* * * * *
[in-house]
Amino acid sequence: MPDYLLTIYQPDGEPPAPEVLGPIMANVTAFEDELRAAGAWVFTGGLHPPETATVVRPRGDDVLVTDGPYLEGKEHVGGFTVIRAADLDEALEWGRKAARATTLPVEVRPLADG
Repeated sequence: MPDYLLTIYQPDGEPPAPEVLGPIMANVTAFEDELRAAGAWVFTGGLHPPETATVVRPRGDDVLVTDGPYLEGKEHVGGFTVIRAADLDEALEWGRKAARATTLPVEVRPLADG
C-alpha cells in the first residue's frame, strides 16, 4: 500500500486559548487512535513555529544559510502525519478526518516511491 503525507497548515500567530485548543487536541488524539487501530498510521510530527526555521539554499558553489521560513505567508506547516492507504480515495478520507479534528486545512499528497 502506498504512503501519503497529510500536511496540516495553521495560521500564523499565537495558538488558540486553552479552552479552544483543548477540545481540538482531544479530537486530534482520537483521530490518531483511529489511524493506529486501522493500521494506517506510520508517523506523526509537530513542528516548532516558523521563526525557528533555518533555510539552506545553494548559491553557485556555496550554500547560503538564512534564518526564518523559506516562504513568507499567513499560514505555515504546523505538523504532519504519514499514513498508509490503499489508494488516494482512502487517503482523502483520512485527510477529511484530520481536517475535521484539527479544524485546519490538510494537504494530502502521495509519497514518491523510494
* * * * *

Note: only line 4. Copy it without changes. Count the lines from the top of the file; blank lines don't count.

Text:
C-alpha cells in the first residue's frame, strides 16, 4: 500500500486559548487512535513555529544559510502525519478526518516511491 503525507497548515500567530485548543487536541488524539487501530498510521510530527526555521539554499558553489521560513505567508506547516492507504480515495478520507479534528486545512499528497 502506498504512503501519503497529510500536511496540516495553521495560521500564523499565537495558538488558540486553552479552552479552544483543548477540545481540538482531544479530537486530534482520537483521530490518531483511529489511524493506529486501522493500521494506517506510520508517523506523526509537530513542528516548532516558523521563526525557528533555518533555510539552506545553494548559491553557485556555496550554500547560503538564512534564518526564518523559506516562504513568507499567513499560514505555515504546523505538523504532519504519514499514513498508509490503499489508494488516494482512502487517503482523502483520512485527510477529511484530520481536517475535521484539527479544524485546519490538510494537504494530502502521495509519497514518491523510494